Friday, January 15, 2010

Start school in a positive way



First day jitters can hit all of us when we start a new job, join a class or do public speaking, but for children starting school it can be especially nerve-wracking

It’s an exciting time for many families across Far North Queensland as their children prepare for the first day of school.
While my daughter has another year to go before reaching this milestone, I am certainly familiar with the separation anxiety that exists with some children.
They may be just as excited as you are about packing their new school bag with books and pencils, and trying on their new school uniform, but when the day finally arrives, the thought of being left there by Mum and Dad is somewhat frightening.
Here are some great tips to help you and your child cope with any anxiety on the big day.

In the years before they go to school, make sure your child has had some supervised time away from you.
This may be a day care or preschool experience or time with friends or relatives. Letting your children stay overnight at their grandparents or at a friend’s home occasionally develops more independence.
Talk to your child about going to school, about what they will learn and especially about positive experiences you remember from your first days of school.
Tell them about the fun they will have with other children, playing with books, puzzles, computers, science activities, art, sports and play time.
Be careful about older children or adults who might tease your child about having to go to school.
Some people may think it’s funny to say “Too bad, you have to go to school” or other teasing remarks that may scare your child or make them feel that school is a horrible place.
Take your child to school open days if these are arranged, as this allows them to meet their teacher and have time to explore the classroom, playground and important things like where the toilets are located.
Always get them involved in buying their school supplies as well as putting name tags on books, hats, clothing, and so on.
Make sure your child knows that every child goes to school and that schools are wonderful places to learn.
It is your child’s job to be a student, just like it is your job to go to work.
Let them know (or have them tell you) what will happen on the first day.
For example: “Tomorrow I’ll be taking to you to school so that you can be in
Mrs Smith’s class. It will be lots of fun.
What time do you think we should leave? Let's make sure we've got
everything ready in your backpack.
When we get to school, we’ll go to the classroom and then you can go
in and say hello to Mrs Smith. She’ll be so happy to see you. I’ll go to work
while you have fun at school, and then I’ll pick you up just where I showed you. When we get home, we’ll call Grandma and tell her all about your school day.”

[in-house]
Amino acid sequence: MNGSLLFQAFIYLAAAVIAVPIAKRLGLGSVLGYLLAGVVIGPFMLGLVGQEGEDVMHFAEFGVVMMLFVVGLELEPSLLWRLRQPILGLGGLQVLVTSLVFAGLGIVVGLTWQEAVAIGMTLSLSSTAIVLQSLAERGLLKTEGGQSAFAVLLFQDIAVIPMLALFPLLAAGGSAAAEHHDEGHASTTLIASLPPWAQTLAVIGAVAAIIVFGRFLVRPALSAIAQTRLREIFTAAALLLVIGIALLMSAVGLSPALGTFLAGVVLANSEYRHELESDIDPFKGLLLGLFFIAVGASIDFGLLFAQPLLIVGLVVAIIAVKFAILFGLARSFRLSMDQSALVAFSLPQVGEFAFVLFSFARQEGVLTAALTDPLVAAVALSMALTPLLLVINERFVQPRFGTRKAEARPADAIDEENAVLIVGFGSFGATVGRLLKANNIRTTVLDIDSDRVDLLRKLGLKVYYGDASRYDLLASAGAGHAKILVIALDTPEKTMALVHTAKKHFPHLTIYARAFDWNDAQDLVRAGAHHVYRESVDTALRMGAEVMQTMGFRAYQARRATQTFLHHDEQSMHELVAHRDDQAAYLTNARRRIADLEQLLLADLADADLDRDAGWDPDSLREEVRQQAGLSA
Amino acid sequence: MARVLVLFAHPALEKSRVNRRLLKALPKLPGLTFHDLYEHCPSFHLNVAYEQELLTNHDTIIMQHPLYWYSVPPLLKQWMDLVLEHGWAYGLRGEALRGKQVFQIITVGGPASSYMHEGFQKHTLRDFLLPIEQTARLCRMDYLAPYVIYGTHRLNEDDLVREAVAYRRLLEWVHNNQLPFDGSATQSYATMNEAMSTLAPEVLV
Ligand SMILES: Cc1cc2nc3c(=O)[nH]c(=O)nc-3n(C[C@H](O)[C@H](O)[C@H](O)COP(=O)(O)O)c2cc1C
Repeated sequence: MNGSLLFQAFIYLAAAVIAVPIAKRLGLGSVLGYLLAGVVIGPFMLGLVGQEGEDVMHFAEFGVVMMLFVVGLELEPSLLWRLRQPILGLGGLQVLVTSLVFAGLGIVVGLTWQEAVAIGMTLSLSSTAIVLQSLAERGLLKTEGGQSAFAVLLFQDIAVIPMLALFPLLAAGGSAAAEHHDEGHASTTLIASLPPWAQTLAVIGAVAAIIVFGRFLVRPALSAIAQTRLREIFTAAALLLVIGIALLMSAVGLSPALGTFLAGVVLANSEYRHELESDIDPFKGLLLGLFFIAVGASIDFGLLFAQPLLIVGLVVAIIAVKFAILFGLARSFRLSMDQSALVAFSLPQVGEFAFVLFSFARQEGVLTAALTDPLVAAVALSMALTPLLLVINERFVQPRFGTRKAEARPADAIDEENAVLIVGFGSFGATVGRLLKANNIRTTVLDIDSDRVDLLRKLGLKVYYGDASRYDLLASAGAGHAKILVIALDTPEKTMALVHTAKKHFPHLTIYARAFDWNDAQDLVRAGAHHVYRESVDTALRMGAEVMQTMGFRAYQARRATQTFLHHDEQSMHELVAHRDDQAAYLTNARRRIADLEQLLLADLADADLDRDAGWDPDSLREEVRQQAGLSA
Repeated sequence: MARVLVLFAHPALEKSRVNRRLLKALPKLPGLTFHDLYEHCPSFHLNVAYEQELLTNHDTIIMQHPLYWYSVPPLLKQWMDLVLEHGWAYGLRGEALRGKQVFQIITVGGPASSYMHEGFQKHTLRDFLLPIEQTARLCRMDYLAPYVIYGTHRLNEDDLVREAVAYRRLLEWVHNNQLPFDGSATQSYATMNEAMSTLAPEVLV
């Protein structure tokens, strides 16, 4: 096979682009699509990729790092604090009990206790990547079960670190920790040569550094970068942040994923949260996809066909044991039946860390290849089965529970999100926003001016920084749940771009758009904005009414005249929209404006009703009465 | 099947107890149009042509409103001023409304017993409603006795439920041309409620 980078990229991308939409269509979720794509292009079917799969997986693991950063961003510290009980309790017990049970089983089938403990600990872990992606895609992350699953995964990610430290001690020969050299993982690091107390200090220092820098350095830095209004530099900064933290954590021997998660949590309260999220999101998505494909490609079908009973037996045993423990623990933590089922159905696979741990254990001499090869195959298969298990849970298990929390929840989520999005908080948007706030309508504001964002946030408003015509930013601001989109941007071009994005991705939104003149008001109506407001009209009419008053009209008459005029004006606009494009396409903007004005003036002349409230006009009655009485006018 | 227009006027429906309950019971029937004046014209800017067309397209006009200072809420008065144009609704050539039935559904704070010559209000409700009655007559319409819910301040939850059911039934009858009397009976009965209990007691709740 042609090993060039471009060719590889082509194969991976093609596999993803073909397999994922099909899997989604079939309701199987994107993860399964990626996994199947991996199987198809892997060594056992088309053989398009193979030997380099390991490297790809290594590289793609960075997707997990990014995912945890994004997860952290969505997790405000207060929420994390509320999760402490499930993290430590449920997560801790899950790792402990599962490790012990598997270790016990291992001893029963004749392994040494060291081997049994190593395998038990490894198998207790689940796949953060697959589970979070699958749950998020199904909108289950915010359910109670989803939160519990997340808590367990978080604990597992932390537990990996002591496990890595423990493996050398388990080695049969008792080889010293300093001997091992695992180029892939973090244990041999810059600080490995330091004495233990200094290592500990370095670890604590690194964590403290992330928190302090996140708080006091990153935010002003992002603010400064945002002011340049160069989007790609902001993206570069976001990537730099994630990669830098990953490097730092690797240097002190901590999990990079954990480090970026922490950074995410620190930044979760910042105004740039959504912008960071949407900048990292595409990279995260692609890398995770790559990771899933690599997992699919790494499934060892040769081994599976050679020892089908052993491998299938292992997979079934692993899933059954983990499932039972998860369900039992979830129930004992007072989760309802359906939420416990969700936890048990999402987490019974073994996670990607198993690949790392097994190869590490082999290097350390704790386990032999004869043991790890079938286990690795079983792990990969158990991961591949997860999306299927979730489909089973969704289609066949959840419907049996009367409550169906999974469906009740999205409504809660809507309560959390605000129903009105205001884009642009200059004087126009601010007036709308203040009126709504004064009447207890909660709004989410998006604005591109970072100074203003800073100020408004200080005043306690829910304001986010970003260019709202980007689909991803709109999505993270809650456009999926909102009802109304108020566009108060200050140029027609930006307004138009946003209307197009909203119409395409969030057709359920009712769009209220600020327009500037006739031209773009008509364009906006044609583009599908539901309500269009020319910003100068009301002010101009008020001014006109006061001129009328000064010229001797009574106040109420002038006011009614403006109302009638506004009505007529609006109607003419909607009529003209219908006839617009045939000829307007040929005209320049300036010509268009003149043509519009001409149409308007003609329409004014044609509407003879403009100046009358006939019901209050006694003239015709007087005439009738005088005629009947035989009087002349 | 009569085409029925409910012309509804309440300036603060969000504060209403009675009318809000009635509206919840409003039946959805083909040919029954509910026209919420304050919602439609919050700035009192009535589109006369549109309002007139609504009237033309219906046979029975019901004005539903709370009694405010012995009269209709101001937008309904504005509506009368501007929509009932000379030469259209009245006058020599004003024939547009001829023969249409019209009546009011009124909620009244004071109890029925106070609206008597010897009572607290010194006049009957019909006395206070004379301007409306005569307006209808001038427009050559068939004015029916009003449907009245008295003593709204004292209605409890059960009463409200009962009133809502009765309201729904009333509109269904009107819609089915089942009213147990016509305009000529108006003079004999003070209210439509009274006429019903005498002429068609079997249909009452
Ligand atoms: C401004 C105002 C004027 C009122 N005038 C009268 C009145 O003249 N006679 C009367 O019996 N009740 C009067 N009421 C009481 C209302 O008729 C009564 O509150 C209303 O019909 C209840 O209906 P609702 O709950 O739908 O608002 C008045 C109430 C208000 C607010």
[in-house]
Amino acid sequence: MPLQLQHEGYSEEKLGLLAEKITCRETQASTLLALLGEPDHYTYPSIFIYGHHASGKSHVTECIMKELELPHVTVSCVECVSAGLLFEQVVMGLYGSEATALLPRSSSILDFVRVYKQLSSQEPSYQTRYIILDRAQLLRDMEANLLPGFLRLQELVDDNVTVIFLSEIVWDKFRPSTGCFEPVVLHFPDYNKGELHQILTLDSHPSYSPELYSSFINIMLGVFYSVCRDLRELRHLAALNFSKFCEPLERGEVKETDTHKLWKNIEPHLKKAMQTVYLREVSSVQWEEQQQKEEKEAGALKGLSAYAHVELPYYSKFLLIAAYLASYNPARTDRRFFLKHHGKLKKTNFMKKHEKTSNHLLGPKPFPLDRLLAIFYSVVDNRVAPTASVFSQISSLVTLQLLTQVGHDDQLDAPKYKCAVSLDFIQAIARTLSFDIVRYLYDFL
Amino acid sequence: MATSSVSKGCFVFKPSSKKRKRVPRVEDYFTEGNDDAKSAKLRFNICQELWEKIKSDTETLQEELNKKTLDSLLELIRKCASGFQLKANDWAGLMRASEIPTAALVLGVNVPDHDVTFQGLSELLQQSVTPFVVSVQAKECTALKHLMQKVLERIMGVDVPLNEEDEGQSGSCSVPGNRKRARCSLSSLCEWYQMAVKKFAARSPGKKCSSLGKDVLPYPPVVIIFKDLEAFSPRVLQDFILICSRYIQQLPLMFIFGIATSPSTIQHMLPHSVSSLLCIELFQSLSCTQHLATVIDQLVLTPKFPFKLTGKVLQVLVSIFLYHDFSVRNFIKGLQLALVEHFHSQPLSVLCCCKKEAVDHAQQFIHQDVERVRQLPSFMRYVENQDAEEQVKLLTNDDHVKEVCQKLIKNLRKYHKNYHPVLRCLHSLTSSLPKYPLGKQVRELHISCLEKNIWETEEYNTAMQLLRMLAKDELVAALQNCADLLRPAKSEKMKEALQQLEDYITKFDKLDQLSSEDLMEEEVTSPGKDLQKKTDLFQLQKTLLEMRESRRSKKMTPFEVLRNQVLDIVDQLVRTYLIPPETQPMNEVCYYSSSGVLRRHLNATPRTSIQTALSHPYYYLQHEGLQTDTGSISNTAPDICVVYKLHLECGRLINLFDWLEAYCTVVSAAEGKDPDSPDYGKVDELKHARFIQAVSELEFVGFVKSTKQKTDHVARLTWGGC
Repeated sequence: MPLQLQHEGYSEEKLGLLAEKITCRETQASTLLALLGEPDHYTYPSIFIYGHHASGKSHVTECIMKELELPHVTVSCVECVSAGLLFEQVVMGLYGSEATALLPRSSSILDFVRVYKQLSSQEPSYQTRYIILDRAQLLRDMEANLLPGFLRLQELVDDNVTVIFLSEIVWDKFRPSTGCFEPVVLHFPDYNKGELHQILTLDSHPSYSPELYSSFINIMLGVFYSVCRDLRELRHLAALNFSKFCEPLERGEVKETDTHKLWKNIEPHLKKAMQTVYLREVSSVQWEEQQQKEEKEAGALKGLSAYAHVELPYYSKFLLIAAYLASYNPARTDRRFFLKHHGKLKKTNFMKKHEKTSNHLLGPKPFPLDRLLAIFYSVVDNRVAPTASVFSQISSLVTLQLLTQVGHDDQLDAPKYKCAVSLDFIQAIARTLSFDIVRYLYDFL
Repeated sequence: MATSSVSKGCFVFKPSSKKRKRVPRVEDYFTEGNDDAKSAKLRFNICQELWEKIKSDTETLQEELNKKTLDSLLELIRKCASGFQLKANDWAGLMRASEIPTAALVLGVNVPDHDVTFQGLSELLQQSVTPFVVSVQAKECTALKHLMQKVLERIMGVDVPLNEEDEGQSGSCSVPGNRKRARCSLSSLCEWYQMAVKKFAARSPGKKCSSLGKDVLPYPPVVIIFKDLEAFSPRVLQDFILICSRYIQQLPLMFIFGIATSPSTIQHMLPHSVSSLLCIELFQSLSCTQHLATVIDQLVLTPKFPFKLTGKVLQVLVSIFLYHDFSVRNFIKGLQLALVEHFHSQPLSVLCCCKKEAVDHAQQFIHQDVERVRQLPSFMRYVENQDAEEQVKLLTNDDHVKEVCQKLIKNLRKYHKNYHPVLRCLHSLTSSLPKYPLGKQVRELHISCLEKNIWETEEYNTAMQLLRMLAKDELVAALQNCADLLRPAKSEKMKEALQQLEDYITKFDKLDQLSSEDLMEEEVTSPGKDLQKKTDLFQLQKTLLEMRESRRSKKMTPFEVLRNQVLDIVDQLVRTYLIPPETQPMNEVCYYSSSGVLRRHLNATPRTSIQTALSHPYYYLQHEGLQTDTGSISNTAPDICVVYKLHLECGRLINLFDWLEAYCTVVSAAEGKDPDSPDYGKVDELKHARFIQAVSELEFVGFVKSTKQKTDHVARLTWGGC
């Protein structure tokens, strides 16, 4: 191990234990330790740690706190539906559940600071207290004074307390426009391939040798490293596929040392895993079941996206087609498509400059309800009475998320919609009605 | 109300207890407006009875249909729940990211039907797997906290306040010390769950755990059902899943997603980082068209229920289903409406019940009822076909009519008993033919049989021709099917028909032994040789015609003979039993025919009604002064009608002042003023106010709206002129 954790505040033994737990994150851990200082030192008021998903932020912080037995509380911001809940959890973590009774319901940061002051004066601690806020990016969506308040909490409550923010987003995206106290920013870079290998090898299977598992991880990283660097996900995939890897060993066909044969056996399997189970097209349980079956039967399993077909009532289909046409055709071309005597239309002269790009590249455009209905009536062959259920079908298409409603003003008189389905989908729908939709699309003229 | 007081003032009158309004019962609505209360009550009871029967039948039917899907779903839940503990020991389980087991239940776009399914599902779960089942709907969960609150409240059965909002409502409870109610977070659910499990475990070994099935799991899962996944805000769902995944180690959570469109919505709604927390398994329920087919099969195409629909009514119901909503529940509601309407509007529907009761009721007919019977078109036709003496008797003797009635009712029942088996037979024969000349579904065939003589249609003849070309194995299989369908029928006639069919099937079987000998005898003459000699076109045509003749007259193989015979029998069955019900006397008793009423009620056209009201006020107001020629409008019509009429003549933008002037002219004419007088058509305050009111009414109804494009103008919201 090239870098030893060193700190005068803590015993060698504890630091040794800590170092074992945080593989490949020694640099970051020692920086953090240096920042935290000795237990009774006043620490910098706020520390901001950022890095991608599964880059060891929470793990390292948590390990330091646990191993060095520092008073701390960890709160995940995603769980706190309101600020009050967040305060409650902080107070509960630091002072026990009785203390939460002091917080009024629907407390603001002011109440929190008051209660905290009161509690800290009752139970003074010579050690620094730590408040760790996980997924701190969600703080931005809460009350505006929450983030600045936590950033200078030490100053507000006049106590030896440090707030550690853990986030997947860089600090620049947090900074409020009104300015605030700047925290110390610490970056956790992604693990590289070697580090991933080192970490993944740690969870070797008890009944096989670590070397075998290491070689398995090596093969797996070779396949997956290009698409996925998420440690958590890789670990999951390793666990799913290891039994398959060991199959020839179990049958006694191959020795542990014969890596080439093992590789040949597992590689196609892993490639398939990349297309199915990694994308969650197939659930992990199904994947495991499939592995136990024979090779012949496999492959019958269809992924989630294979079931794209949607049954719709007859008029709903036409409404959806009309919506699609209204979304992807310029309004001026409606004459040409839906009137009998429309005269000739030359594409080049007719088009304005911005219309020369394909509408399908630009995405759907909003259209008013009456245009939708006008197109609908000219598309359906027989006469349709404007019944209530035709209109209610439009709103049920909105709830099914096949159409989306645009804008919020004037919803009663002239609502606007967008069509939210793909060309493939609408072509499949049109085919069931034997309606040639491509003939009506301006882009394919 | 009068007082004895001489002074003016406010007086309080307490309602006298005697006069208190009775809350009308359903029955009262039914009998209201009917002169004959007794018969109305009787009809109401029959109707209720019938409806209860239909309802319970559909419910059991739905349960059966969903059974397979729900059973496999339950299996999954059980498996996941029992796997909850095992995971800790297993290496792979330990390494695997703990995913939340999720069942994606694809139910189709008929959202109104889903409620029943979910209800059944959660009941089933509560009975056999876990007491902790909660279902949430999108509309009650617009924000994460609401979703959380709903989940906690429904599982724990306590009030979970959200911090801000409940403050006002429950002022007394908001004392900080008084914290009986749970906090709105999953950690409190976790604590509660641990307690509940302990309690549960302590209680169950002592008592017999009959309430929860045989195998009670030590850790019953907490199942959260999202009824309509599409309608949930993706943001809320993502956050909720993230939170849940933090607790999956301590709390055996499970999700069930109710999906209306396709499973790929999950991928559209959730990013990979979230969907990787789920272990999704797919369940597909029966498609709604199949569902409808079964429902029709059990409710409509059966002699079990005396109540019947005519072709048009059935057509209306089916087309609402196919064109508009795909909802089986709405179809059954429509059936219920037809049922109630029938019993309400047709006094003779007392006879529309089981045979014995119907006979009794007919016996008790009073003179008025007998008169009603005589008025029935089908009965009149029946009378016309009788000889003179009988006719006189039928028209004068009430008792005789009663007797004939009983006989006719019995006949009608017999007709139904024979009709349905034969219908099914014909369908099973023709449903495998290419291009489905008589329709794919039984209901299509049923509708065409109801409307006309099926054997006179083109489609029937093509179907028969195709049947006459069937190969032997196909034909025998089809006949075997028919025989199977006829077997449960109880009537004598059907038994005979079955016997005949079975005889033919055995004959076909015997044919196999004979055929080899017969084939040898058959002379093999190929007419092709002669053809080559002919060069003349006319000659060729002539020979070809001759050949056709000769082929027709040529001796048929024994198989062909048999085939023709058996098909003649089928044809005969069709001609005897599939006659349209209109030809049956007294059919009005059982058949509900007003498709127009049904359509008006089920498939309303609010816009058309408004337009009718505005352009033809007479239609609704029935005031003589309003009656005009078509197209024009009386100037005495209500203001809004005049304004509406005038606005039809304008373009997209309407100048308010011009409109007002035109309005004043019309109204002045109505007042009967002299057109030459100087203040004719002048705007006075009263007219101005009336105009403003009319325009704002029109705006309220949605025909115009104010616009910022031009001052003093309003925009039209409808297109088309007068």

If your child has a few tears when you are leaving the classroom, don’t worry. With most children the tears disappear once Mum or Dad leave.
My motto at my daughter's day care centre is “out of sight, out of mind”.
Once you are gone and they are distracted by toys and games, those tears quickly turn into smiles.
If your child is one of those who clings to you and cries at the top of his or her lungs about your leaving, the best thing to do is to leave quickly.
The longer you stay, the harder the child will cry and this can be very distressing for the parents as well.
Some of these children will continue this behaviour for several days or even weeks but don't be embarrassed or get upset at your child. Many children who appear very mature and self-sufficient still experience separation anxiety.
Be assured that if your child continues to be upset after you leave and the teacher cannot calm them down, someone from the school will call and let you know.
Sometimes this can be solved by giving the child a special job to do in the classroom or a special friend for a partner. It’s important that the parents talk to the teachers if they are concerned.
For extreme cases, you can try having the child go to an administrator’s office to work on a computer or read books for a while, then when the child is ready, a teacher will take them to the classroom.
Some schools encourage parents to stay a while and participate in the morning’s activities. This is also a great way to introduce parents to some of the year’s curriculum.
The vast majority of children experience no difficulties with attending school. They are looking forward to “being grown up”, or for some children: “You have to go to school to learn to read. So that’s why I’m here.”
And finally, always remain in contact with your child’s teacher so you know how they are progressing throughout the year.

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